He leaned in Frankie's direction, "At Wanaco we don't just fire our directors. We send them away." At that he pushed a button on his desk which morphed the arms of the chair Frankie was sitting into straps enclosing his wrists. Even though panic was rising in Frankie he was impressed. These chairs probably cost more than his whole house.

"Don't worry the straps are for your own protection. Don't want you losing a limb or anything."

The misting machines had done their jobs and now it was starting to rain. Frankie felt a drop hit his lips. It made him realize how dry his mouth had become.

Mr. Schneider pushed another button and a transparisteel pod enclosed the Frankie and the chair.

"You have been relocated, your assets sold and given to your wife and children. You won't work in this city again. Goodbye, Frankie."

Another button. Frankie plummeted into the depths of the city.

5 Comments:

Blogger RWB said...

I need more...You must finish this story! The transition was nice, I went from being mildly interested to totally enthralled within a few short paragraphs! Great story and I have to know where Frankie lands and how/if he survives his "plummeted into the depths of the city"

6:41 PM  
Blogger Giovanna said...

omg Daniel, you rock! I'll post more tomorrow morning when I have more time.

Should this sentence use some commas?

Frankie, not sure what to make of this, sat down.

6:56 PM  
Blogger Giovanna said...

I'm not sure how this can be, but I don't have your e-mail in my address book Daniel, and I want to send you some stuff in a word doc.

Can you email me?

LOL

6:35 PM  
Blogger Nancy Dancehall said...

Very cool idea. Makes me think of "Do Androids Dream of Electric Sheep?"

12:45 PM  
Blogger Pater said...

I really enjoyed your story. It could stand a good editing round to pick up minor errors scattered throughout, however.

What is most successful, in my mind, is the way the story appears be set in contemporary times. The science fiction details are revealed gradually, and not until the reader has already begun to establish images that must now be hastily corrected. I like that.

The one thing that I think doesn't work very well is the description of the dome in the office. And it is very important that the reader not be confused about the dome, as the rain in the end is the tying element. It's clear that you know what it looks like, but I think you unconsciously left out some crucial details for the reader.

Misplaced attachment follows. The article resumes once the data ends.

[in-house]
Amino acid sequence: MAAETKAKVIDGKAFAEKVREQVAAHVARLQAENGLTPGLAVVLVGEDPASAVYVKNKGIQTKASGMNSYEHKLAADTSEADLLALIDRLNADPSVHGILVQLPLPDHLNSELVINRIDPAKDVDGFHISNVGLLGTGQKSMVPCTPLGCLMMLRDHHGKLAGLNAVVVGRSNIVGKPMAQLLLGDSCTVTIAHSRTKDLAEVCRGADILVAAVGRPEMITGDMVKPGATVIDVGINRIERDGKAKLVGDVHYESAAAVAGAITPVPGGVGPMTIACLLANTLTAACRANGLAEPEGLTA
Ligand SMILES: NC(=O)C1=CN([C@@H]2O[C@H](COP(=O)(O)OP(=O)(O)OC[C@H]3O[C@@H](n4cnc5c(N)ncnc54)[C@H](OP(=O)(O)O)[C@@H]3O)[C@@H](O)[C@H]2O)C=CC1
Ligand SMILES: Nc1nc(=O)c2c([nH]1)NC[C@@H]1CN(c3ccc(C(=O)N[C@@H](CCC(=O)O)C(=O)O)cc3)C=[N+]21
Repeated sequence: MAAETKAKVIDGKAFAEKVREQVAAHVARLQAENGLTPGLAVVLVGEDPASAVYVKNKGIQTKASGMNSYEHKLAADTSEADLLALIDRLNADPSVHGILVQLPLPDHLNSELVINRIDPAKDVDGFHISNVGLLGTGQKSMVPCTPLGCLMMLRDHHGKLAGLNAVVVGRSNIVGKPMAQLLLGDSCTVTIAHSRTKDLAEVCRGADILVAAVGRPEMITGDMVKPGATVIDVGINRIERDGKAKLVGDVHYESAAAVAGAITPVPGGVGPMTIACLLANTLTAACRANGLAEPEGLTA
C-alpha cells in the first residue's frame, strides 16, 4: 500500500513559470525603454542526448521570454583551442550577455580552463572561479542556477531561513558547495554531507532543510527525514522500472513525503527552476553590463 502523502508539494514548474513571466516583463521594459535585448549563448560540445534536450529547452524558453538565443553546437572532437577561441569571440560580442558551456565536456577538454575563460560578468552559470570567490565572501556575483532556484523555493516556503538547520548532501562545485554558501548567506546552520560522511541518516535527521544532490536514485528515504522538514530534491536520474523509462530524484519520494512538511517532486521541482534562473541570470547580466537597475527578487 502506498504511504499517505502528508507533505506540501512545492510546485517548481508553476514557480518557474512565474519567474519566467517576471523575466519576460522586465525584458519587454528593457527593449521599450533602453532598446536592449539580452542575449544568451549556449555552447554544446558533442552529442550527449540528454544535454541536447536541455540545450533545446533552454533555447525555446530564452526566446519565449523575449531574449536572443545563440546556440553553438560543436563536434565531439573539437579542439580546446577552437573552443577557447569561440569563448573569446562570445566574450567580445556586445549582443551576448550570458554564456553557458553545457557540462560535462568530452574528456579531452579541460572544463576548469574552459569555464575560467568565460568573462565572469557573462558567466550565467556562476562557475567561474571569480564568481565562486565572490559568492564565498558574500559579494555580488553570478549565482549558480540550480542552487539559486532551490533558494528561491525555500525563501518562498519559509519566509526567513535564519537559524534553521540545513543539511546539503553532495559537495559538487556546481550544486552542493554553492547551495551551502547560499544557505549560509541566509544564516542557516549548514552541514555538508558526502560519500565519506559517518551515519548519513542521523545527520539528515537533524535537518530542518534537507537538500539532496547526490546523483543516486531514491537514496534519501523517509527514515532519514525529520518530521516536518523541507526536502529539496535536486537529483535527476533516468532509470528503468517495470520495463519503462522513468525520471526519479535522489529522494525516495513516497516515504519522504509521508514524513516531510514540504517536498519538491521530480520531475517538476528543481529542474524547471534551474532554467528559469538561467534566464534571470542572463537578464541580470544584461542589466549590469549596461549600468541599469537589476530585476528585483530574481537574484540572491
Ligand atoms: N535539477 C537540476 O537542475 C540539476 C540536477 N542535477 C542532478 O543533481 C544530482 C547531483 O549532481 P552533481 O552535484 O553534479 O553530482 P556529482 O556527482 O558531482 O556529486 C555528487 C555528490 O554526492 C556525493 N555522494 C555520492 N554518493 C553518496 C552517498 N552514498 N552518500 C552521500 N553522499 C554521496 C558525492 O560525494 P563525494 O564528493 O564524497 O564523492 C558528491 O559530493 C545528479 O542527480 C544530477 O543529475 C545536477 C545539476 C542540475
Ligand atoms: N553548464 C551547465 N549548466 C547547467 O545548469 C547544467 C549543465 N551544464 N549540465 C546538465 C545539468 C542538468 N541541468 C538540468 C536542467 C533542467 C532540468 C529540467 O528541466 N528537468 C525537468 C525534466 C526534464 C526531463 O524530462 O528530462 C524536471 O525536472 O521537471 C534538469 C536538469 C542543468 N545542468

Frankie opened the door to Mr. Schneider's office. It was a typical executive office. Plush carpet. Wood paneled interior walls. Mahogany desk. Big leather chair facing the window. Two smaller chairs facing the desk. The chairs had small backs to make you sit up straight and not want to stay long. What was not normal was the view. The unobstructed view. The CEO of Wanaco had built into his office a retractable glass dome opening his office to the city below him. The wind wafted the corner of a paper on the desk, rustling like dry leaves at the end of fall.

"Quite a view isn't it?" Mr. Schneider turned in his chair to face Frankie.


You start off mentioning a window (in my mind, it's behind the desk). Then you mention the view, and that the dome opens the view of the city below. So now the reader might think the dome is in the floor. But there's wind and the dome is retractable. Is the dome in the floor open? Very scary.

My suggestion is to nix the window. Describe the dome as being the enclosure (walls and ceiling) of the office. If the dome is just the ceiling, then the only view it affords is of the sky.

Those are my thoughts. Good work, and to echo what has already been written, I would also like to see this story expanded.

2:11 PM